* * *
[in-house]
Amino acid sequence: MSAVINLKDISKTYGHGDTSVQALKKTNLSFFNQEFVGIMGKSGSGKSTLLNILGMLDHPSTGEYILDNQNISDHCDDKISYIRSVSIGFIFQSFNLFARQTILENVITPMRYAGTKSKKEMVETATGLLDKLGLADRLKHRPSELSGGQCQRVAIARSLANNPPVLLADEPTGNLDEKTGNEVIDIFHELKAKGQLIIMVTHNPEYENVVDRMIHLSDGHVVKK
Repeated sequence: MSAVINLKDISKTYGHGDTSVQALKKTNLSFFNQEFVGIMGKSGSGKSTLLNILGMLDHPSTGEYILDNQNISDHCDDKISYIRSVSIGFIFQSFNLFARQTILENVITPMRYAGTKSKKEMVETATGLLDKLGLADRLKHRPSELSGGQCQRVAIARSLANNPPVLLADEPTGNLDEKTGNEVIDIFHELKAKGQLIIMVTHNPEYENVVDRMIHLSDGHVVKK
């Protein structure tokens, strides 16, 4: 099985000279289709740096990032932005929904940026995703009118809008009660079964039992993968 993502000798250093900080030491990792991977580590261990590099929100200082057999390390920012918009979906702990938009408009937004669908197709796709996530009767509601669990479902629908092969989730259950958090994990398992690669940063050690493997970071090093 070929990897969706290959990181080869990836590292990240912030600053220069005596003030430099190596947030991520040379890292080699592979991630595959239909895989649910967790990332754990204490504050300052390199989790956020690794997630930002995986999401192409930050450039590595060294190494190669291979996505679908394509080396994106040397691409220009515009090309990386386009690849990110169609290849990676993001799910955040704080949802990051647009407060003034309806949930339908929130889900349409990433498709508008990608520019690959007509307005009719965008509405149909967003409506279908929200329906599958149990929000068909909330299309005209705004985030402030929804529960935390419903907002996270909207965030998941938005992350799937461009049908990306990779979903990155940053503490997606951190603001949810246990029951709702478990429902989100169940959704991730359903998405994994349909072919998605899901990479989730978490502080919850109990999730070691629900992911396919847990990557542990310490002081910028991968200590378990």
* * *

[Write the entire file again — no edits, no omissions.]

[in-house]
Amino acid sequence: MSAVINLKDISKTYGHGDTSVQALKKTNLSFFNQEFVGIMGKSGSGKSTLLNILGMLDHPSTGEYILDNQNISDHCDDKISYIRSVSIGFIFQSFNLFARQTILENVITPMRYAGTKSKKEMVETATGLLDKLGLADRLKHRPSELSGGQCQRVAIARSLANNPPVLLADEPTGNLDEKTGNEVIDIFHELKAKGQLIIMVTHNPEYENVVDRMIHLSDGHVVKK
Repeated sequence: MSAVINLKDISKTYGHGDTSVQALKKTNLSFFNQEFVGIMGKSGSGKSTLLNILGMLDHPSTGEYILDNQNISDHCDDKISYIRSVSIGFIFQSFNLFARQTILENVITPMRYAGTKSKKEMVETATGLLDKLGLADRLKHRPSELSGGQCQRVAIARSLANNPPVLLADEPTGNLDEKTGNEVIDIFHELKAKGQLIIMVTHNPEYENVVDRMIHLSDGHVVKK
């Protein structure tokens, strides 16, 4: 099985000279289709740096990032932005929904940026995703009118809008009660079964039992993968 993502000798250093900080030491990792991977580590261990590099929100200082057999390390920012918009979906702990938009408009937004669908197709796709996530009767509601669990479902629908092969989730259950958090994990398992690669940063050690493997970071090093 070929990897969706290959990181080869990836590292990240912030600053220069005596003030430099190596947030991520040379890292080699592979991630595959239909895989649910967790990332754990204490504050300052390199989790956020690794997630930002995986999401192409930050450039590595060294190494190669291979996505679908394509080396994106040397691409220009515009090309990386386009690849990110169609290849990676993001799910955040704080949802990051647009407060003034309806949930339908929130889900349409990433498709508008990608520019690959007509307005009719965008509405149909967003409506279908929200329906599958149990929000068909909330299309005209705004985030402030929804529960935390419903907002996270909207965030998941938005992350799937461009049908990306990779979903990155940053503490997606951190603001949810246990029951709702478990429902989100169940959704991730359903998405994994349909072919998605899901990479989730978490502080919850109990999730070691629900992911396919847990990557542990310490002081910028991968200590378990």